Myth Madness: ‘Therapy Is Only for Treating Disorders, Not Growth’

old man holding small plant

Myth No. 3: “Therapy is only for treating ‘disorders’ and not for personal growth.”

Reality: Most Western medicine focuses on the treatment of disease rather than its prevention. I remember when I first came across the decades-old idea of doctors staying in business by keeping people healthy, rather than relying on people getting sick. Thankfully, the paradigm shift toward preventative care has begun to manifest in earnest, especially with naturopathic and holistic approaches.

But where does mental health treatment sit on this continuum? Is therapy warranted only for the treatment of mental health issues or is it a valid form of personal, emotional, and spiritual growth? The answer depends on who you ask.

The American Psychiatric Association (APA), an organization which has taken the liberty of believing it is the authority on everything mental health, has published five versions of the Diagnostic and Statistical Manual of Mental Disorders. Although the APA aimed to be atheoretical when developing past versions of the DSM, it would no doubt rule that therapy should be administered only as part of a treatment protocol for specific DSM diagnoses. At the risk of making an unfair generalization, I’d say the APA would vote in this direction largely because the majority of its members probably have not done their own therapy. Ouch. There, I said it.

No doubt there would be consensus among the APA and health-maintenance organizations. Imagine the financial consequences to insurance companies if preventative mental health treatment was as widely respected and viewed as being as necessary as preventative medical care.

So, do the tens of thousands of mental health providers in the United States also think therapy is warranted only for the treatment of mental health disorders?

My assessment from doing my own psychotherapy and from speaking with hundreds of therapists is that most view therapy as having multiple purposes. Not only can therapy address specific symptoms and “disorders,” it can reduce suffering, teach new skills, build self-compassion, help people find true forgiveness, grow self-esteem, and release long-harbored burdens. In addition, therapy, being a reflective process, can help people to “find themselves,” to self-actualize, to work through spiritual challenges, and to deepen the sense of spirituality, connection, and purpose in their lives.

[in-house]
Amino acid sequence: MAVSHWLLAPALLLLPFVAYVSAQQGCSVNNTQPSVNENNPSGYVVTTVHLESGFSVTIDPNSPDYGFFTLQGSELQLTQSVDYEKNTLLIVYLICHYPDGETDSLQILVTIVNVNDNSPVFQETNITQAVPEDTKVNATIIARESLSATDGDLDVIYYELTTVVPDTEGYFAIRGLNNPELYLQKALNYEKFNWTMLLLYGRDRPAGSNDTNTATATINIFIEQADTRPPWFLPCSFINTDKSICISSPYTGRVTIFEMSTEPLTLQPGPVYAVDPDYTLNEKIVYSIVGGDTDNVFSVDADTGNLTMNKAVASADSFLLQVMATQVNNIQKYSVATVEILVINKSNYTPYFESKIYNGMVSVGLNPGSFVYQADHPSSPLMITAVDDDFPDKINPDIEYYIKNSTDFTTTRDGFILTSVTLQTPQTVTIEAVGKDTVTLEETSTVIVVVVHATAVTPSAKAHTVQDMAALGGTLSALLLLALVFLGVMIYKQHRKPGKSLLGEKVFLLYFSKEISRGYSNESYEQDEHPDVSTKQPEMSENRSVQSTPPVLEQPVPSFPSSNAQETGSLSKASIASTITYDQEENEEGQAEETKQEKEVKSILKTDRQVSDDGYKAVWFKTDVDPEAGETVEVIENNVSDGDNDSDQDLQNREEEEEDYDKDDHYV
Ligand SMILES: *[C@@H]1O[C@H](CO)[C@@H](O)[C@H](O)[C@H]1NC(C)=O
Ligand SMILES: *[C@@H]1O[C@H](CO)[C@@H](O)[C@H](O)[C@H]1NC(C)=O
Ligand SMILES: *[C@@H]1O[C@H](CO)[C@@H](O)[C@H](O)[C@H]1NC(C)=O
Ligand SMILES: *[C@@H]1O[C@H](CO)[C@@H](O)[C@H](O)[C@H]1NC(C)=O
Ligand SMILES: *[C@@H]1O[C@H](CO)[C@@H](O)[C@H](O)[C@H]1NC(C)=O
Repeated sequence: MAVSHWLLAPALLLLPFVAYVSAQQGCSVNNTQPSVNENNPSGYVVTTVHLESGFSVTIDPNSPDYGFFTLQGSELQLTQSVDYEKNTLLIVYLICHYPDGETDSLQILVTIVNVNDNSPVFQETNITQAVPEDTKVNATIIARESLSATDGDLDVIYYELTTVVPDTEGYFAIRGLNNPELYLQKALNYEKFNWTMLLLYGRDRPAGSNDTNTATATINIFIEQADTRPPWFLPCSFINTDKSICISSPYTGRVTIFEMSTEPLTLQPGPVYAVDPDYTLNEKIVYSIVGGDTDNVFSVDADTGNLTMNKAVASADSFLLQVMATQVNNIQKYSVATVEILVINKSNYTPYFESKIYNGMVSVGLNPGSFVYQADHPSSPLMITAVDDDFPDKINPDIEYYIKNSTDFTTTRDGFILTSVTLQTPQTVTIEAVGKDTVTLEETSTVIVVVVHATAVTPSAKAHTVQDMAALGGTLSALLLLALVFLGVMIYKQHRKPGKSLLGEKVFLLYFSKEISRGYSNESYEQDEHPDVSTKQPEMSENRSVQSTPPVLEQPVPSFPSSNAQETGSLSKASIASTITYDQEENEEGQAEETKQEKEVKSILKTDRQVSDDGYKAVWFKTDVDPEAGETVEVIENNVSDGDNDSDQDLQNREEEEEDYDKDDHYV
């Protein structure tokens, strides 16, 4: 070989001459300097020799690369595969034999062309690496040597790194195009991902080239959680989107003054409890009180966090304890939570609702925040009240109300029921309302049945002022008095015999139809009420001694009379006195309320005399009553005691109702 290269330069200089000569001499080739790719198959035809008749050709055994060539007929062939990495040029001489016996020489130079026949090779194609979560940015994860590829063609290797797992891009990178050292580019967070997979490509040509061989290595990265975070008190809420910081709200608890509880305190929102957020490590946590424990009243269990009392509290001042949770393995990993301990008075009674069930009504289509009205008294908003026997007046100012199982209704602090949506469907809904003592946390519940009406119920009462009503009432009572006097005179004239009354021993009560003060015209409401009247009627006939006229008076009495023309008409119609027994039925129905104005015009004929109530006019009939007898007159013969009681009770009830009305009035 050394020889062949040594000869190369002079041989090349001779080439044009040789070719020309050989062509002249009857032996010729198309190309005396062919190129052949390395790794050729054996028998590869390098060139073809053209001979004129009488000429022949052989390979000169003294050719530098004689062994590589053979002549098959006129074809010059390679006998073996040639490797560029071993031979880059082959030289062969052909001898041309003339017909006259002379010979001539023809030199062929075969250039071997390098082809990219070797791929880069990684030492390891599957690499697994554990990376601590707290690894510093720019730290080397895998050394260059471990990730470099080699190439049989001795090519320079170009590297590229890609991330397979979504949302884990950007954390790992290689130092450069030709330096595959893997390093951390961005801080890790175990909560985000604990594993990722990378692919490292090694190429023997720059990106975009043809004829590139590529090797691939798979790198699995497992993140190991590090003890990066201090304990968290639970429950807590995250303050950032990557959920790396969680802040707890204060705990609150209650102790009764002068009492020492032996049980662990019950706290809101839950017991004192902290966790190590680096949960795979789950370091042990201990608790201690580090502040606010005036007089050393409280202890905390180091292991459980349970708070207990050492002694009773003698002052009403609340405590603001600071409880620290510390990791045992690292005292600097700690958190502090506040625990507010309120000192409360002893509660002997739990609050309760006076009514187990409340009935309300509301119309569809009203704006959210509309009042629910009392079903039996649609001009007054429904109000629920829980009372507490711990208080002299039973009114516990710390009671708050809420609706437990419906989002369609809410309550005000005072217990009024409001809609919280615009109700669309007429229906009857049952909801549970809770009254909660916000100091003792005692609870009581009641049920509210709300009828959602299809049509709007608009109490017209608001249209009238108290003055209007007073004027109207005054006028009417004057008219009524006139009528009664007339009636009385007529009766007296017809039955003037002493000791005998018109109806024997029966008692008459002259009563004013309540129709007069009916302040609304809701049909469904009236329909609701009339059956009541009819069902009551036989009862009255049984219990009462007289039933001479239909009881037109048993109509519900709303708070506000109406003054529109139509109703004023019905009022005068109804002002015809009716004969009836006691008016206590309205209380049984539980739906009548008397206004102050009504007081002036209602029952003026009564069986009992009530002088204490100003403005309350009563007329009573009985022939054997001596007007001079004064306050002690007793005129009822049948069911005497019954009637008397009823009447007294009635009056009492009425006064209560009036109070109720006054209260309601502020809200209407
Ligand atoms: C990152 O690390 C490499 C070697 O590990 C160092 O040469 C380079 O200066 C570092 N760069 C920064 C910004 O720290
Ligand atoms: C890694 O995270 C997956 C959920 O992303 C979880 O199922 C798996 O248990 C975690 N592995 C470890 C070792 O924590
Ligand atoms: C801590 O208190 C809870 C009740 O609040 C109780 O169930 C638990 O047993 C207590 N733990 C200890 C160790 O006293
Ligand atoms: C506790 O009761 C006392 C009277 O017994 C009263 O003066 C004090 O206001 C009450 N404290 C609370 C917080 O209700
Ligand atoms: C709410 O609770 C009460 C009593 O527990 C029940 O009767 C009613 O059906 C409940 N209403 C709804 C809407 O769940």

Editor’s note: For more articles examining common myths and fears surrounding psychotherapy, please click here.

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  • peyton

    peyton

    October 10th, 2013 at 3:47 AM

    Are you kidding me?
    I would not be the person that I am today had it not been for the intensive work that I have been able to complete (and still work on every day!) because of woring with my therapist. And not because of an illness, just because I was looking for a way to exorcise some things from my past and grow as a person and this is who helped me do that.
    There may have been a time when this wasn’t acceptable or this wasn’t as widely used as it is today, but now, I think that this is one of the best ways that there is to really get to the heart of who you are and to really get the chance to grow and develop and become the person that you were meant to be.

  • Isabelle

    Isabelle

    October 10th, 2013 at 3:05 PM

    You know that the insurance companies are the ones who have made things like this. Heaven forbid we are able to do anything that is considered proactive.

    Oh no, we have to wait until we actually get sick before they will pay for anything, and even then it is a mighty struggle when it comes to getting them to cover great mental health care.

  • clark t

    clark t

    October 11th, 2013 at 3:48 AM

    This has definitely become a case of someone other than the medical community dictating who gets and deserves what type of care. This isn’t right and we have to start putting up more of a fight about this. Why on earth, when providers everywhere agree that therapy doesn’t just have to be about treatment that has already reared its ugly head but can also be about preventing issues in the future, why have we allowed outside FOR PROFIT companies to tell us that this is not how we should practice and offer care to our patients? This has gone so far away from the direction of real patient health care that it literally makes me sick to my stomach.

  • Fran

    Fran

    October 12th, 2013 at 4:50 AM

    There are lots of people who think like this
    That there are plenty of self help books available for when you need just a little help
    And that therapy is for when you are actually sick
    I don’t think that this is a new notion

  • Donovan B

    Donovan B

    October 15th, 2013 at 10:34 AM

    The sad fact remains that no matter your feelings on this most of us won’t take the time or the effort to work on ourselves until we see something as being “wrong.”
    If it is just simply about “growing as a person” I think that most people would say that they are too busy for that.

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